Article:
District Wine came to mind when I enjoyed lunch and a drink at the Shelburne Hotel, Washington’s oldest operating hotel, and in Long Beach. While one establishment may be much newer, the values feel the same. Visitors can come for a stay at the hotel, or simply stop by to enjoy lunch, dinner, drinks or happy hour. Much like at District Wine.

Other fantastic options for dining up north include the Depot Restaurant. I was thrilled to enjoy my first meal in town at this outstanding eatery that resides in what was built as a train depot in 1888. Since taking over the restaurant in 2003, Chef Michael Lalewicz and his wife, Nancy Gorsche, have created a menu for the Depot that’s not for the elite, yet not just burgers and chicken nuggets. With the water outside your door (literally) in Long Beach, that means chefs have the advantage of serving up some of the freshest seafood around. A dish you must not leave without trying at the Depot? Chef Michael’s’ Oysters ‘Scargot, a cleverly titled appetizer dish of local oysters in a decadent garlic lime butter. Quick-broiled in an escargot pan, this plate appeals to the adventurous and the skeptical. How can you go wrong with garlic lime butter?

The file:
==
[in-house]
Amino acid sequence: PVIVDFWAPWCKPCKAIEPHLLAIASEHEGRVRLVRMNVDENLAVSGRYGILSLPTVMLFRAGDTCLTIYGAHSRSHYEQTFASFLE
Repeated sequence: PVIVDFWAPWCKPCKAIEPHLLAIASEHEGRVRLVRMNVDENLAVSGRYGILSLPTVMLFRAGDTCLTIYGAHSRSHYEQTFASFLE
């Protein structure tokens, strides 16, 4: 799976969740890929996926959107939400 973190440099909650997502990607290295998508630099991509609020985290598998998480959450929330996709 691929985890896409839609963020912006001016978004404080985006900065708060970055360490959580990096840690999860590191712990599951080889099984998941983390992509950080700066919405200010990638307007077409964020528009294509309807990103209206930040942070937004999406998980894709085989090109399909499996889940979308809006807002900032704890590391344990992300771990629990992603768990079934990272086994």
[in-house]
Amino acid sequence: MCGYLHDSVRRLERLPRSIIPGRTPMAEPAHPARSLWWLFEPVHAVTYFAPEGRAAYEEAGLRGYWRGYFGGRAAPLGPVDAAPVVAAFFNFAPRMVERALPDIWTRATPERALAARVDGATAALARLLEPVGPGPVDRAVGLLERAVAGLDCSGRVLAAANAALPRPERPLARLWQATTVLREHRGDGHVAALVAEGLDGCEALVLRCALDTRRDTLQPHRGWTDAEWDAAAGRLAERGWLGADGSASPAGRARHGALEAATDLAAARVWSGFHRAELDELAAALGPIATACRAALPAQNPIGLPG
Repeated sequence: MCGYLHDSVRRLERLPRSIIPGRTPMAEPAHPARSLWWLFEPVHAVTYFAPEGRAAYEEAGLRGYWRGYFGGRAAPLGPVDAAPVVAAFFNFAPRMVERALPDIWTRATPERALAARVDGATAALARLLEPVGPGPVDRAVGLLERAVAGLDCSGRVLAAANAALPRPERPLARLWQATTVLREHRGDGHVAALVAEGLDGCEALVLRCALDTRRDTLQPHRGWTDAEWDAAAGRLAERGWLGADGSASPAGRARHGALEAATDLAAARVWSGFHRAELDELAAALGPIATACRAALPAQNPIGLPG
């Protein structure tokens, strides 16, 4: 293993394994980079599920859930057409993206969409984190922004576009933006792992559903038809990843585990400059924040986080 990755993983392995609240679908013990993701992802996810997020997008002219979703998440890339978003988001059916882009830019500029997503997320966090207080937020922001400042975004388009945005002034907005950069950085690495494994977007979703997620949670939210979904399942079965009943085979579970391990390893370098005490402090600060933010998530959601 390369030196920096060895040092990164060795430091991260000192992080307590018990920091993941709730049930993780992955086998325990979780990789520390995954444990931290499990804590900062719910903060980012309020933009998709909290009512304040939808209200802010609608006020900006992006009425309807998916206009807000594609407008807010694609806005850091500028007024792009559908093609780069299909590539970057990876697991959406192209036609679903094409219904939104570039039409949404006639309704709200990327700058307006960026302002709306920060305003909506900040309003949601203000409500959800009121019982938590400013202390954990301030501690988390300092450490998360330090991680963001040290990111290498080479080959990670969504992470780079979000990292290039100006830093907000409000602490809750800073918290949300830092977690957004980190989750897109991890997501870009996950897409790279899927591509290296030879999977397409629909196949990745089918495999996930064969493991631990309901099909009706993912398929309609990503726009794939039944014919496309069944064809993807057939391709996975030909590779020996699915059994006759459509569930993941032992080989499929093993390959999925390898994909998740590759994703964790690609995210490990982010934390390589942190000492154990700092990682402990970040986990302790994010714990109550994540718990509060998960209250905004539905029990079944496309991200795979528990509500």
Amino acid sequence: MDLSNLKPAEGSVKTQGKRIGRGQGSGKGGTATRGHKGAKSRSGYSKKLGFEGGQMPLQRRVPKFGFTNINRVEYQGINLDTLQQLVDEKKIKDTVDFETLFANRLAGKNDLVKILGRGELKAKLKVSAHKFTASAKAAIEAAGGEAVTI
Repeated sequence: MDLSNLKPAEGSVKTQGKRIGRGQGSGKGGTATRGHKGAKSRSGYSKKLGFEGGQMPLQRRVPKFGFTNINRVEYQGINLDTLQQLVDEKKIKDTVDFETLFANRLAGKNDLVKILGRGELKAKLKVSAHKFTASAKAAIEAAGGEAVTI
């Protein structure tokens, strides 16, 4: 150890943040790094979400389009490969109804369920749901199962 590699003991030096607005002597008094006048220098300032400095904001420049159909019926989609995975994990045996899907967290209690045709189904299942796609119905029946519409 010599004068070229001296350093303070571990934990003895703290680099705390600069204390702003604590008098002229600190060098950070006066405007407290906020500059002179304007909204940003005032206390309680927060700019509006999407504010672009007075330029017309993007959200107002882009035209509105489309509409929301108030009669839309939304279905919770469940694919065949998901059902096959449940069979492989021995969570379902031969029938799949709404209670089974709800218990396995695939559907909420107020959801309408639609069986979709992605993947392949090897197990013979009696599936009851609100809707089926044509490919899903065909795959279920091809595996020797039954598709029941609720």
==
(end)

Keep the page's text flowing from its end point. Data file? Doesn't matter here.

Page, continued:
Meanwhile in South Long Beach, after your drinks and light bites back at District Wine Bar, check out the tantalizing array of foodie options. In one 8-block area of the downtown waterfront, you will discover more than 130 quality restaurants serving everything from hot dogs to haute cuisine. Food choices range from regions across the USA to nearly every continent on the globe.

Fruits and Harvests in Both Communities
Something that has stayed with me from my visit to Washington’s Long Beach was my morning visiting the cranberry bogs and farms. The town is one of the communities that even provide the tart berries to Ocean Spray. The humble beginnings for cranberry farmers in the area dates back to 1877. During that era, cranberries were only looked at during the holidays and growing them was considered an East Coast “thing,” yet farmers and settlers knew of the potential for growing in Long Beach. One of the best climates in the world for harvesting cranberries is in Washington. Thus, one of the town’s livelihoods relies on the cranberry harvest season.